At first, everyone looks at the facilitator, who is now sitting down silently in the circle. They look at the center of the circle, at the markers and paper there. They look back at the facilitator. They look at each other.
Then after a long moment someone walks into the center, writes down their topic, announces it to the group and posts it on a long empty wall. Then two more people. Then six. Then the center of the circle is full of people scribbling and holding up their topics and announcing them and posting them and the agenda wall fills up with 60, 80, 100 topics.
And so the day unfolds, as people pull their chairs together into groups of 2 or 20 and begin to talk and get more animated and trade ideas and learn from one another. Then it's time for them to move on to their next group, and their next group, and so on - to whatever topic inspires them.
Who facilitates the groups? The individuals in that group. What if someone is talking too much? Well you can be sure that anyone bothered by that will not choose to be around that person for their next discussion. They can always leave the group to go where they'll feel they can contribute. Notes are taken in each discussion -- what if you don't like the way someone took notes? Then you'll probably choose to be the note-taker in your next group. Each group consists of individuals with the capacity to self-organize. And so the groups self-regulate throughout the day, each individual meeting his or her own needs.
Now people are chattering and scribbling on their notepads and others are walking around the room to grab a coffee or alight on a new group, and notes-takers enter the proceedings into a bank of computers then float back into another session. The day passes with everyone moving from issue to issue and idea to idea and the proceedings from each meeting are posted on the wall for everyone to read throughout the day. It looks like chaos - that is, if you are used to quiet meetings around conference tables. But if you look again, you see a teeming hub of activity, animated discussion, scribbling out of ideas and, even considering the urgency of the issue...laughter.
They continue talking over coffee. They continue over lunch. They are animated and passionate and people are communicating with each other in ways that break through the barriers they carried with them. Before they leave the group identifies actions and sets timelines and individuals offer themselves as point-persons for the work that must be done after this event. And a huge amount of work gets done in a very little amount of time. Two days covers more issues and solutions than six months worth of task forces or committees could ever do. As they gather in a closing circle for reflections, observation and insights on their time together, they don't say, "Boy, she was a great facilitator." They say, "Look what we accomplished together!"
Follow-Up Required: As in any good facilitation consultation, it is ideal to meet with the clients for follow-up and review.
Usual or Expected Outcomes: A 1.5 day Open Space: networking, resource-sharing, noting who shares the same interests and passions, seeing people in new ways, sharing diverse points of view. A 1 day event: more time for cross-pollination and exploration. 2 or 2.5 days: better for high-conflict situations plus an option to create a full Book of Proceedings during the event. For all of these, participants have the option to create a full book of proceedings.
Potential pitfalls: Unavailable
How success is evaluated: Closing comments can be minuted, the book of proceedings can be used for summaries and further work, if the organization has designed ways to leverage the momentum and actions that come of this meeting there can be regular follow-up meetings and Open Spaces to see where things are and what is next, participants can report progress at monthly meetings, participants can be interviewed at several intervals post-event...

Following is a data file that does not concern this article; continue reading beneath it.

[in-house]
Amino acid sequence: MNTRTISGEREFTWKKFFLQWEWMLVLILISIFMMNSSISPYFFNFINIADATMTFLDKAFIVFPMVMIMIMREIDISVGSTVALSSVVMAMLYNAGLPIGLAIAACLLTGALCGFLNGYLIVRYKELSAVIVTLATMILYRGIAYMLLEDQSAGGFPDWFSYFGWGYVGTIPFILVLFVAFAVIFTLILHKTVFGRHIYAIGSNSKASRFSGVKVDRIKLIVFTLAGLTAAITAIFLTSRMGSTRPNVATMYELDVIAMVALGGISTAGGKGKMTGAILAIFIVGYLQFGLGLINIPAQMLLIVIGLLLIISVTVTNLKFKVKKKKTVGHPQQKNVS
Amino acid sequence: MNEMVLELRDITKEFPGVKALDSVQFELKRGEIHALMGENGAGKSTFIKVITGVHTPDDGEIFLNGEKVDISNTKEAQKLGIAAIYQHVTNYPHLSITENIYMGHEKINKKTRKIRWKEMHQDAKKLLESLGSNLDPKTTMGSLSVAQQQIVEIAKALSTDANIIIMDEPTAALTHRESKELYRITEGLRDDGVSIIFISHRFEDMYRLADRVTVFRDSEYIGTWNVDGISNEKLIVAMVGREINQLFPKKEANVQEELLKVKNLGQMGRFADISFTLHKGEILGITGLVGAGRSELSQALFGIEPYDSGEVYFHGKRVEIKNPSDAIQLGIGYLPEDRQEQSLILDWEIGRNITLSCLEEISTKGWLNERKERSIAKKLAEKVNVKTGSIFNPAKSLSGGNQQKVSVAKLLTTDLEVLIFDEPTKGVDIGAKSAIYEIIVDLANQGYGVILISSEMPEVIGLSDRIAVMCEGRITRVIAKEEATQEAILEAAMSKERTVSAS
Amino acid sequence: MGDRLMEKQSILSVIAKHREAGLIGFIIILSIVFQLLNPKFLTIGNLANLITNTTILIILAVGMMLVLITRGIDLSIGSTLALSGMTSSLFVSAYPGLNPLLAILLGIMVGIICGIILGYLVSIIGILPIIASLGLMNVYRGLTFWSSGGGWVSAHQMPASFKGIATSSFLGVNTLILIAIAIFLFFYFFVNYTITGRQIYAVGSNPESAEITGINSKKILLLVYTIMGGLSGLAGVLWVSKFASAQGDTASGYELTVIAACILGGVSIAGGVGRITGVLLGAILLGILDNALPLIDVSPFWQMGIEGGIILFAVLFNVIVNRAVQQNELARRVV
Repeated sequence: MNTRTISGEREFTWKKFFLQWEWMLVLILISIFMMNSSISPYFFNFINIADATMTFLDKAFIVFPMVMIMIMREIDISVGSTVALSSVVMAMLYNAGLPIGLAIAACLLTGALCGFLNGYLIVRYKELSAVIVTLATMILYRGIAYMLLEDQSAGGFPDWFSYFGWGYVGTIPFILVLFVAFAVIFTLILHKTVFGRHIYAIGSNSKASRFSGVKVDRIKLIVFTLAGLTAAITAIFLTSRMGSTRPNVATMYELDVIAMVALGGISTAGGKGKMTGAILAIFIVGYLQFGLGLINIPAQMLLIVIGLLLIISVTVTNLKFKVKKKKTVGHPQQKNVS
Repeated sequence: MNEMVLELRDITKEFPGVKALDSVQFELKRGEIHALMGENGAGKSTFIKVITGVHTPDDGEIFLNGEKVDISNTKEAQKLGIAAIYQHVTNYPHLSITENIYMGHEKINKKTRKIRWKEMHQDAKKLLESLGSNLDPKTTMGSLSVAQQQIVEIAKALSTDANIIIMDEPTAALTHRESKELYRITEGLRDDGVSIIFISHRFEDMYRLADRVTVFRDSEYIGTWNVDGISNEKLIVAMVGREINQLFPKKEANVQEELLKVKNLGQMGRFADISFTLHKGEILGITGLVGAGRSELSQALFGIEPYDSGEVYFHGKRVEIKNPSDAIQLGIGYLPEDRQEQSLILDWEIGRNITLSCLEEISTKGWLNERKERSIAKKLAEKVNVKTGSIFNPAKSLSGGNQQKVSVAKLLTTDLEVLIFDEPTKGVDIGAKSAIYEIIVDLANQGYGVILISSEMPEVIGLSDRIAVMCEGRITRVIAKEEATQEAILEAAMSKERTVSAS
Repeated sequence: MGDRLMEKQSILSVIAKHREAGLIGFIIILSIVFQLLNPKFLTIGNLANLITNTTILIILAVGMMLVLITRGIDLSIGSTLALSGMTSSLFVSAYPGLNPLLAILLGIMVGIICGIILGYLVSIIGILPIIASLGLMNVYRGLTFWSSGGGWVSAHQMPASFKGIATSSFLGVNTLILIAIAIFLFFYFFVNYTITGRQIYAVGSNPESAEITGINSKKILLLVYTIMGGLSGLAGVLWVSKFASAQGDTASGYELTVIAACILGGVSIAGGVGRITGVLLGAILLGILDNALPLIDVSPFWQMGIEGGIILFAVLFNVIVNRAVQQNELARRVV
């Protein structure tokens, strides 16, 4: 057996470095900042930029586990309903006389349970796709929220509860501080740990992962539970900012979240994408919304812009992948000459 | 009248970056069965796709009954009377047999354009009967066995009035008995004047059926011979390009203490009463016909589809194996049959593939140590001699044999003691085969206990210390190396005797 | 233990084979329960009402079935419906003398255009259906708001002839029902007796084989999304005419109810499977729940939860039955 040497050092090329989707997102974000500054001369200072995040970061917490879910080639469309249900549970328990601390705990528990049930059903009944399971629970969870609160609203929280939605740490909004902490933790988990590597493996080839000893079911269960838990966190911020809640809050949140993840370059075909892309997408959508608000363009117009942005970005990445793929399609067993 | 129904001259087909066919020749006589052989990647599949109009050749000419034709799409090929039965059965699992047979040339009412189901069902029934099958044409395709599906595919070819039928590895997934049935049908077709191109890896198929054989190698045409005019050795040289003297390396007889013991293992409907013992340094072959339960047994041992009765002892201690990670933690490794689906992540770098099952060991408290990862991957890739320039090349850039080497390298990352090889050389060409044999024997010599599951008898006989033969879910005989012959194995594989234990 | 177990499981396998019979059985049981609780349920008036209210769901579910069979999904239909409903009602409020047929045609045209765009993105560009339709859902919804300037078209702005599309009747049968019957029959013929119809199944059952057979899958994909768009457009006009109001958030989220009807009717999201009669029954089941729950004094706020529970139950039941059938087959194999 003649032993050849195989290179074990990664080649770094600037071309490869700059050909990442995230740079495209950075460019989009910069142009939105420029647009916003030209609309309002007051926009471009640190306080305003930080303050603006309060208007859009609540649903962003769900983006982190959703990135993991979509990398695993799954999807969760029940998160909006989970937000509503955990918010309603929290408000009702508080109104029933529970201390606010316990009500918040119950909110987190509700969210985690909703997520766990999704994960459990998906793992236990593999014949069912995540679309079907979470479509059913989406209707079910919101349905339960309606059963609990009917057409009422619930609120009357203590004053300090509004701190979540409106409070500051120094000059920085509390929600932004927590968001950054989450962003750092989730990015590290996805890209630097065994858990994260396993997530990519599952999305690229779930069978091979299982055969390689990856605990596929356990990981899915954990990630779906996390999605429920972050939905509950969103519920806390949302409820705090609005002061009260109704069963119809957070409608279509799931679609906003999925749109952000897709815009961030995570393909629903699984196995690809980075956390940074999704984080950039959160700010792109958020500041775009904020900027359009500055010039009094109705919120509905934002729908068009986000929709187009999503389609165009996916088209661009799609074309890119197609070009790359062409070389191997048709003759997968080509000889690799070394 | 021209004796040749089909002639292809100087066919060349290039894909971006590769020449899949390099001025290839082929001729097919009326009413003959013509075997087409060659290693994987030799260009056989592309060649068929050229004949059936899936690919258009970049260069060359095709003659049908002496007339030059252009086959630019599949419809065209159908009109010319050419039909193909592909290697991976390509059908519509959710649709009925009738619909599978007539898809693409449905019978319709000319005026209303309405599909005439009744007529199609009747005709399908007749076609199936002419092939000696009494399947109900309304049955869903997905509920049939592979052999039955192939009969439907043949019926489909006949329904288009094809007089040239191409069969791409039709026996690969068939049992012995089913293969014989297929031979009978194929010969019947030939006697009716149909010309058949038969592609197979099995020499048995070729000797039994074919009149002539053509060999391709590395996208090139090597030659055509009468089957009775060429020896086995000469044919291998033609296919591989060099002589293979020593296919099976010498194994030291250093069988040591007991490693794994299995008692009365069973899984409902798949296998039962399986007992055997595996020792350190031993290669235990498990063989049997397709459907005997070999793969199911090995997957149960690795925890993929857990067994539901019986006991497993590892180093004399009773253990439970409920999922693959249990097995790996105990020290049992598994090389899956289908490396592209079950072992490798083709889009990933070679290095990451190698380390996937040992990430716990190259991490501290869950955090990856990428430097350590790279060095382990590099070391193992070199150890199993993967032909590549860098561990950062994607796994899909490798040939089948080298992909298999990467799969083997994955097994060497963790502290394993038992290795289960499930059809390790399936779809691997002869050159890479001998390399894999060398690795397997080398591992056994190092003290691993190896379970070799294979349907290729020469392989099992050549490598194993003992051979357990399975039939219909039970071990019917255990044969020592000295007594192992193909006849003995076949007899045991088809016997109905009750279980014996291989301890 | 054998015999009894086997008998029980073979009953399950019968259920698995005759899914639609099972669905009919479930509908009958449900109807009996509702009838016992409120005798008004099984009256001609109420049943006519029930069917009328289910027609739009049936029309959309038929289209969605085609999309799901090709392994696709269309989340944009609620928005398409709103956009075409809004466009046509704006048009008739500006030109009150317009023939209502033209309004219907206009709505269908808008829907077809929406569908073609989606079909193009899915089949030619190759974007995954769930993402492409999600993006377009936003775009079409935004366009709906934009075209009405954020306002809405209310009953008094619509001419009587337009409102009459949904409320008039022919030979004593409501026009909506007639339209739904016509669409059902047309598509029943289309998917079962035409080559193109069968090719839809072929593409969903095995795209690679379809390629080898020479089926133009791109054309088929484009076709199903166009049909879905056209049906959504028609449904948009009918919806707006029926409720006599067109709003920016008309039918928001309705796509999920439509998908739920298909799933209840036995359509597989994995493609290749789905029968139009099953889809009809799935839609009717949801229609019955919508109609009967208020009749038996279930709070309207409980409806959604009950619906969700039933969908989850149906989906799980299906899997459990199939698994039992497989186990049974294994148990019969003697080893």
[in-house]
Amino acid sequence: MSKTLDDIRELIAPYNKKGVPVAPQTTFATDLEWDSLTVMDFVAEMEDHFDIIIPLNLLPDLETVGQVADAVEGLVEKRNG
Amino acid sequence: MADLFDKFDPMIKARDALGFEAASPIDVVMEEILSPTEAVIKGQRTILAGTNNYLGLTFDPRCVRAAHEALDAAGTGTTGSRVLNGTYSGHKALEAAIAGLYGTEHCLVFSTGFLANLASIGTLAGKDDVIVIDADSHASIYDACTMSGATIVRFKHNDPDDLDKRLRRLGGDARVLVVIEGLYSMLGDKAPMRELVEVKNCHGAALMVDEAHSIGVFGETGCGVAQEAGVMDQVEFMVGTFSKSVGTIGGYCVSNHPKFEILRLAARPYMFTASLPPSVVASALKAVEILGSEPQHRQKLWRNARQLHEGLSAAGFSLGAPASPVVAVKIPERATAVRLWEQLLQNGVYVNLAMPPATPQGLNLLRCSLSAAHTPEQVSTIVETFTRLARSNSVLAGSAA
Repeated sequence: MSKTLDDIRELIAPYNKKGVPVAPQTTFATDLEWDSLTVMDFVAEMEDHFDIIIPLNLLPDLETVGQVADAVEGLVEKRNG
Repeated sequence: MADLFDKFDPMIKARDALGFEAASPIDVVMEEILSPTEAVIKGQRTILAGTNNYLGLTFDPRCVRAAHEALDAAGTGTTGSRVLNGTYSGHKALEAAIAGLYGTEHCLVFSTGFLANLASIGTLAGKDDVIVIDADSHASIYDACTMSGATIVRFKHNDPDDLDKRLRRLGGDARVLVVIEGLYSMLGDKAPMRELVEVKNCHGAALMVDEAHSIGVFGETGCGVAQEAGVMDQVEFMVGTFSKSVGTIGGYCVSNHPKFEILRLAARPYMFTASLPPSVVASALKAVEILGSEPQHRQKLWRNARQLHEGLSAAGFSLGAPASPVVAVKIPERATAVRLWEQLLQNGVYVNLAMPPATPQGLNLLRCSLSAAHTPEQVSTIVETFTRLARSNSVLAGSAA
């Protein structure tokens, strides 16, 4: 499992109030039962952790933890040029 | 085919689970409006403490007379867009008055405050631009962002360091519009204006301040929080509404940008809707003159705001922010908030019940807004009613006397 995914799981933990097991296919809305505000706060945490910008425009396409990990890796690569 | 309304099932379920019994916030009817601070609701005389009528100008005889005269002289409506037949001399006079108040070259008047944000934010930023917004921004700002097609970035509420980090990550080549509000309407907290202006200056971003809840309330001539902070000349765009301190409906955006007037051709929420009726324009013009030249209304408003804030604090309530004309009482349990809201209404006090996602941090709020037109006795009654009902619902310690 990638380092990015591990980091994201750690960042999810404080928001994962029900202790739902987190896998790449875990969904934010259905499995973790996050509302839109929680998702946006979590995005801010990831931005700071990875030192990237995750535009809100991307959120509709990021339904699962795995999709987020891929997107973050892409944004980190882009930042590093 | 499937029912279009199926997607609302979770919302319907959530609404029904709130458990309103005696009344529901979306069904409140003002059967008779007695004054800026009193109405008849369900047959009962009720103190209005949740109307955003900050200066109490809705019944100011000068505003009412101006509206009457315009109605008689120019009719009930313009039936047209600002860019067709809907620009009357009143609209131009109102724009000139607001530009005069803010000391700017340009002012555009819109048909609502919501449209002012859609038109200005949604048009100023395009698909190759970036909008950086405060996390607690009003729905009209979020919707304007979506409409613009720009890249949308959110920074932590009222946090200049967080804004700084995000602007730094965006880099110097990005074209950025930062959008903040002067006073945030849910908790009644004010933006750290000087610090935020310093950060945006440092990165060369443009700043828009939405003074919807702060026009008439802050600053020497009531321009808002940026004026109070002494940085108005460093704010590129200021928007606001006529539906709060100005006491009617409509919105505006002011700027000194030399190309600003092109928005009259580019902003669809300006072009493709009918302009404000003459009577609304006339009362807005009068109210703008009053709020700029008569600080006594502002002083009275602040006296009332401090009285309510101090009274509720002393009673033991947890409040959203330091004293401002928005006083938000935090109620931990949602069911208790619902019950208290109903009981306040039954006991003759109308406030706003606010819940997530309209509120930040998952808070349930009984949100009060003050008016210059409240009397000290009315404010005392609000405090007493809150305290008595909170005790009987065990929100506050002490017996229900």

Examples of successes and failures: The use of Open Space Technology has been effective since the mid-1980's in a diversity of settings, cultures and countries. The method has been used by communities working towards peace, chemists designing new polymers, tribal and governmental leaders planning land use, community advocates and local government designing literacy programs, conference organizers holding action conferences, architects designing pavilions for the Olympics, an entire town having a simultaneous discussion town meeting, and neighbors helping each other rebuild and heal after times of war.
It only 'fails' if the facilitator feels that s/he must intervene - this method is based on participants taking responsibility for their own self-organized discussions, topics and actions, and any intervention on the part of the facilitator disrespects that agreement and can 'implode' the meeting.
In 20 years of Open Space used around the world including in very high conflict issues and communities (such as Northern Iraq, East Timor, convening Israelis and Palestinians, convening different ethnic communities post-war) - there has *never* been an incident of physical conflict during an Open Space. The principles and guidelines offer participants a framework for taking care of themselves and only remaining in discussions where they feel they are productive and engaged.
Source: Harrison Owen
Derived from: Harrison Owen coordinated a conference. When he observed it, he noticed that all the collaboration, networking, resource sharing, deal making and new ideas happened...in the coffee breaks. So he decided to develop a method where it is all coffee-break energy, all the time...
History of Development: Originated in 1985
Recognizable components: Opening Circle and participant co-creation of agenda, a marketplace of concurrent participant-led discussion groups, participants' freedom to move from discussion to discussion depending on what has interest and meaning for them, participant-generated notes compiled into a book of proceedings for the entire event, closing circle for reflection and comment.
References: Opening Circle and participant co-creation of agenda, a marketplace of concurrent participant-led discussion groups, participants' freedom to move from discussion to discussion depending on what has interest and meaning for them, participant-generated notes compiled into a book of proceedings for the entire event, closing circle for reflection and comment.
Alternative names: Open Space, OST, OS